So the other day, our morning was going well. We had made it through the morning gauntlet and were in the car on the way to daycare and work. Then he asked, quite matter-of-factly, for Booboo. And it occurred to me. Out of six Booboos, guess how many I had in the car? Zero. Nil. None.
Not. A. Single. Blue. Bear.
Of course Alex started to melt down, big fat tears of dejected disbelief. Because hell hath no fury like a toddler who is not immediately presented with his lovey when he calls for it.
Miracle of miracles, I managed to cajole him out of it by putting on his Music Together CD , breaking my own rule of avoiding all kid music until I have had time to consume the requisite amounts of coffee because I JUST CANNOT TAKE IT first thing in the morning … but it was either that or watch as he morphed into the hysterically screaming tantrum child. So I faced the music.
In All Joy and No Fun, The Paradox of Modern Parenthood, author Jennifer Senior takes readers through a history and analysis of how modern parenting has become the paradox that it is today. Rather than asking, as most parenting books do, about what effect parents have on their children,
I may not get the best night’s sleep, yet I wouldn’t trade it for anything. Around the world, the “family bed”, or cosleeping, is more common than it is here in the states. My child is getting older, and so the bed is getting more cramped. Sometimes he is snuggled up on my chest, bringing […]
Hi there. I have a 13-month-old son. He is super busy. If we aren’t out and about by 9am, he is literally screaming the house down. I would like to do some new things with him because I am getting quite bored of the same stuff every day. This is what we do (if you […]
I write this from the aspect of a woman who is a daughter. I write this from the point of view of a woman who has a stepdaughter that came into my life when she was 7 years old. I write this from the stance of a woman who wants to have a daughter some […]
What are the odds that the baby could top last night’s performance? Because last night she pooped in the tub. And it was entertaining and indirectly helpful. Entertaining because I thought about that dookie scene in Caddyshack, that and my wife’s reactions to the baby’s excremental behavior are always worth a chuckle. Then the baby […]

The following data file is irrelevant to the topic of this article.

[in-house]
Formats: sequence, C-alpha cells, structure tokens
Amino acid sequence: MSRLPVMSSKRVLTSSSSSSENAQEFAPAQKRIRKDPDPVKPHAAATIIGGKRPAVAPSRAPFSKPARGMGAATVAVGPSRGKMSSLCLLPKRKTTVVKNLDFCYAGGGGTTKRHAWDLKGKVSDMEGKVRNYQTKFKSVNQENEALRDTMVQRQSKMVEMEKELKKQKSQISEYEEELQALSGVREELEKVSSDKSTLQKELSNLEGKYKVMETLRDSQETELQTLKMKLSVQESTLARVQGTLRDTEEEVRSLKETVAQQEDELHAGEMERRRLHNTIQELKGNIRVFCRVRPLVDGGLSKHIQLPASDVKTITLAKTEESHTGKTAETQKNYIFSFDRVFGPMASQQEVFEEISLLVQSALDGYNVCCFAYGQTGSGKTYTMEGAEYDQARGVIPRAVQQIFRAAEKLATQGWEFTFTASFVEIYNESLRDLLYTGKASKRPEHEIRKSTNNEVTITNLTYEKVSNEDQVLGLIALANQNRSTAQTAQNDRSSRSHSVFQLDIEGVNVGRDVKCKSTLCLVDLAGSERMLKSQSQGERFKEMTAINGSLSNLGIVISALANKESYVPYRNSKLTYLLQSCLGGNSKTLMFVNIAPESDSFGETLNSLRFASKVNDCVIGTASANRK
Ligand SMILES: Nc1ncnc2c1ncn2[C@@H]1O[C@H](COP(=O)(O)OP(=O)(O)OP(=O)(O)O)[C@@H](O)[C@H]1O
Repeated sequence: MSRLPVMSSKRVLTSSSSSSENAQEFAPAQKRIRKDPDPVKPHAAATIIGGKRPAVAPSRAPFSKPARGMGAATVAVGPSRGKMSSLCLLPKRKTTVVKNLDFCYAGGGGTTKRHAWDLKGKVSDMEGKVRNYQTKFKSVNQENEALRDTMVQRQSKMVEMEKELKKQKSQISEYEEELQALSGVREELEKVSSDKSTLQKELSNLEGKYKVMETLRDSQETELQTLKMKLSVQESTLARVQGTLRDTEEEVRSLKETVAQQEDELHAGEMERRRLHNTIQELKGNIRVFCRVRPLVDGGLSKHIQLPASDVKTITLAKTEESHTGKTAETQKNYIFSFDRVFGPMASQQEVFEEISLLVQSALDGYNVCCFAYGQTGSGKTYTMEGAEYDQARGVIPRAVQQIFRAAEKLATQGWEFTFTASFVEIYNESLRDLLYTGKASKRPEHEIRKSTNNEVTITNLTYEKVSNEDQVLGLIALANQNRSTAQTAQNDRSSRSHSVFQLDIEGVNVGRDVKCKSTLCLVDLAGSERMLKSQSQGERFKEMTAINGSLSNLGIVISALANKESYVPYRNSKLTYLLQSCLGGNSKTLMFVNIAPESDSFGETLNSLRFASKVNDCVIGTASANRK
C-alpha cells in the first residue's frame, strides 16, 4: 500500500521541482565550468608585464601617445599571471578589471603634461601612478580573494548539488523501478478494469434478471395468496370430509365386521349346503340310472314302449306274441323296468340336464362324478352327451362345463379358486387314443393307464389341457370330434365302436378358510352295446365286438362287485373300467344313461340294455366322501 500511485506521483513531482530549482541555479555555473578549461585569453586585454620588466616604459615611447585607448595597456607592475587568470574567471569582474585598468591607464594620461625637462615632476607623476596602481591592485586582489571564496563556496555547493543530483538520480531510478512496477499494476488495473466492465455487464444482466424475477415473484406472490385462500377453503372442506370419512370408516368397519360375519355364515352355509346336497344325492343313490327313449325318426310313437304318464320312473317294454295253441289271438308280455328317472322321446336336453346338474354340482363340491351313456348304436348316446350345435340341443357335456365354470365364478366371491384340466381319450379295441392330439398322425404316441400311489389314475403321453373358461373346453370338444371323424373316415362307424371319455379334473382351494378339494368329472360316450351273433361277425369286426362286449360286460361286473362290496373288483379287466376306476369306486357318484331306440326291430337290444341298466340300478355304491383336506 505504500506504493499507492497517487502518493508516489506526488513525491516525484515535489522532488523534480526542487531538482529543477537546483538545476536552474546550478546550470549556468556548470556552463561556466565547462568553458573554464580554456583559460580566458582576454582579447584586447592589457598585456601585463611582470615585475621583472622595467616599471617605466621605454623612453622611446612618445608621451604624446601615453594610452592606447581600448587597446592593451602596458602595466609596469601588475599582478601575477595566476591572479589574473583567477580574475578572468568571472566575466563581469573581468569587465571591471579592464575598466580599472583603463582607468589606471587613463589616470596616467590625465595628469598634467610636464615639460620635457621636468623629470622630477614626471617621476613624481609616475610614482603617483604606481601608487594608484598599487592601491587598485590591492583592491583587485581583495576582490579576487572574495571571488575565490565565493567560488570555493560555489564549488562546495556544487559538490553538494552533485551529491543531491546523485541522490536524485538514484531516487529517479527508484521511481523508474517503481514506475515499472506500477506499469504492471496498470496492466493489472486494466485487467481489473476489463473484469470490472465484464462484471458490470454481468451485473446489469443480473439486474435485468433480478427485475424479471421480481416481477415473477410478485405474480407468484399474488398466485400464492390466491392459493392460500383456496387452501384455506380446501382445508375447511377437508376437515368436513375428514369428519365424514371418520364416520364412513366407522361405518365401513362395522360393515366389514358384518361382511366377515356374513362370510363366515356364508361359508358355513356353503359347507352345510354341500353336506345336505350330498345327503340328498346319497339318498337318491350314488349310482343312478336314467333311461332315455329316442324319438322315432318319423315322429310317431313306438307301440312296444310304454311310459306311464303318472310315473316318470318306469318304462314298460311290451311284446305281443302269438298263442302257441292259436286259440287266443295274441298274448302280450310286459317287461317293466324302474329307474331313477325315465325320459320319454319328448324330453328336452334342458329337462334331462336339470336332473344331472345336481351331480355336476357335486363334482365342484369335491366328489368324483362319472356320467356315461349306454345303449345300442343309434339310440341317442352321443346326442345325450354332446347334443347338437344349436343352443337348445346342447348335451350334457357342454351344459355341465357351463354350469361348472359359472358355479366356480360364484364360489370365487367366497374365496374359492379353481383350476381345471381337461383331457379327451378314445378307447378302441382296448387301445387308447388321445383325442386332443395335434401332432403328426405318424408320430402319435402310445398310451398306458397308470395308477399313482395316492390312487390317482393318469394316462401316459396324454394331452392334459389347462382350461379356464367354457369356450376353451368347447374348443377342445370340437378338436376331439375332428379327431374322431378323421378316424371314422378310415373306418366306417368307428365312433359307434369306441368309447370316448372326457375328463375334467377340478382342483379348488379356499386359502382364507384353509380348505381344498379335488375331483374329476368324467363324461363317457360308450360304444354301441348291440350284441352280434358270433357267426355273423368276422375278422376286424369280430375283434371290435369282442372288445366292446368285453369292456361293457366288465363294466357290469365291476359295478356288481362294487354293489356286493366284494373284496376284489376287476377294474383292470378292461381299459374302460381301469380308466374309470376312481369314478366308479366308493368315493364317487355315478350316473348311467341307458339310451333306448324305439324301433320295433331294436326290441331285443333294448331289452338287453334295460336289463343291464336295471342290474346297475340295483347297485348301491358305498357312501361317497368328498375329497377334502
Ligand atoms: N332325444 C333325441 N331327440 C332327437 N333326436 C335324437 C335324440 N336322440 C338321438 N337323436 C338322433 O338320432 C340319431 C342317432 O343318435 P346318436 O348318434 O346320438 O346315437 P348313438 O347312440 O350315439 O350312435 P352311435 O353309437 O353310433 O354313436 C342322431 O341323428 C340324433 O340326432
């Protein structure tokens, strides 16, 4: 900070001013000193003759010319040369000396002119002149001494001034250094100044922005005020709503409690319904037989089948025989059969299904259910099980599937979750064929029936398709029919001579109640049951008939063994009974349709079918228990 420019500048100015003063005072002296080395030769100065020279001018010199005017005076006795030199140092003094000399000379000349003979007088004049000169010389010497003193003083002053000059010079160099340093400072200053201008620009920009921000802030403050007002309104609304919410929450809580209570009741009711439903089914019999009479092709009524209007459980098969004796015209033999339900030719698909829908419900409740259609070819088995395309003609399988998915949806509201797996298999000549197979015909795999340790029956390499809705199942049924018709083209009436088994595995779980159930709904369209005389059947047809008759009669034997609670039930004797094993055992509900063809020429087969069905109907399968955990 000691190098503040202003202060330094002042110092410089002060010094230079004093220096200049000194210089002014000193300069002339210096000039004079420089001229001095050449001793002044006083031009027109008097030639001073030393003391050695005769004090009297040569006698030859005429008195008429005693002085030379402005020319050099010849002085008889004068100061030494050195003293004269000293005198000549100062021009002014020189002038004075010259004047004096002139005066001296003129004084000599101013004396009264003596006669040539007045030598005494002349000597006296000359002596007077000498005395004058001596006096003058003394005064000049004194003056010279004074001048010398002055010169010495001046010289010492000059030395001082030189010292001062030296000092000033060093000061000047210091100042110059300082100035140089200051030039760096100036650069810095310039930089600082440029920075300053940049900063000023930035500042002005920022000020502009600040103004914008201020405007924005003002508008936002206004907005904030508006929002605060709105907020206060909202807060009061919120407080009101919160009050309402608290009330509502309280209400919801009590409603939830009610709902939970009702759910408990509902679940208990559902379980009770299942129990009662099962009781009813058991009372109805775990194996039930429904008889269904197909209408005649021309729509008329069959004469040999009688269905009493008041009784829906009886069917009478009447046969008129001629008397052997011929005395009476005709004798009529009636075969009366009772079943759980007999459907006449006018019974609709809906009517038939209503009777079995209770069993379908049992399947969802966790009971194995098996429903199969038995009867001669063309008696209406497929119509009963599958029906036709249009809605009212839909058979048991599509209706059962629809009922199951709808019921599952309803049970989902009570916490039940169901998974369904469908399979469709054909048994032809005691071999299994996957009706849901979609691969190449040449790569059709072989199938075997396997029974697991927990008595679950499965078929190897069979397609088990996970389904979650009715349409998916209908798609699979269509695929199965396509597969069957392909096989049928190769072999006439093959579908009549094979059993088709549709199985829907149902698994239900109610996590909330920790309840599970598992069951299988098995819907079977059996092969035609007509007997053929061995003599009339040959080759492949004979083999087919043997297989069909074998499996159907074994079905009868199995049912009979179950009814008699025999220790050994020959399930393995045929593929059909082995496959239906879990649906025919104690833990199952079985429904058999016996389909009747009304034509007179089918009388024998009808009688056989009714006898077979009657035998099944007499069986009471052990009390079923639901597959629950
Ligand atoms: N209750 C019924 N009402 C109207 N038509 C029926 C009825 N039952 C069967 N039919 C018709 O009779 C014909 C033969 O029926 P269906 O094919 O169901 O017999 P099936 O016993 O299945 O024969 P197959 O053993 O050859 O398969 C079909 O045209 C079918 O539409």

So, last week out of nowhere (7-year-old) William tells me he wants to learn how to ride his bike. From 0-60 it became urgent — he needed to learn right now! We didn’t have a bike that was his size, so there was some delay getting organized.
I was having lunch with some friends the other day, and one of my friend’s two sons was having a really tough day. They were both sick, and we were all hungry as we waited longer for a lunch table than anyone with children under the age of four should EVER have to wait. And, as her boys continued to melt down, and her patience also waned, it reminded me of something my dad and stepmom told me not long ago.
We were in a restaurant and there was a young child loudly crying somewhere in the place. My dad, who hasn’t always been known for his patience, sat there stoically showing zero irritation. It was almost as if he barely noticed. But later, my parents explained their attitude about children acting up in public. Basically, it came down to this: you don’t know whole the story.
I have a nephew who is on the autism spectrum. His mom, my stepsister, is one of the best moms you’d ever meet: patient, loving, kind, smart and of course, fiercely committed to meeting her kids’ needs. In spite of her superior parenting skills, my nephew, when he was younger, regularly melted down in public. Certain things just didn’t sit well with him. He was terrified of balloons. Of open ceilings with vents and pipes exposed. Of loud noises, like a blender. Consequently, it was quite possible that if he encountered a strange environment, or even a familiar environment that suddenly included something that he wasn’t okay with, he voiced his fear. Loudly. Repeatedly. For the most part, my stepsister learned to recognize things that he’d have trouble with, and she was usually able to manipulate the situation (or avoid it) if it was going to be overly challenging. (His therapist also worked with him on these things, of course.)
The lesson my parents learned from their grandson was this: you don’t know the whole story.
You don’t know what sorts of challenges the child and the family are facing, be those issues chronic (like a medical condition, hardship) or acute (a bad cold, a poor night’s sleep). The parents of the child screaming in the restaurant, throwing a gigantic tantrum in the grocery store or acting out at the neighborhood park are not necessarily bad parents who “let” their child misbehave. They’re just parents who have a child who, for one reason or another, is having a hard time.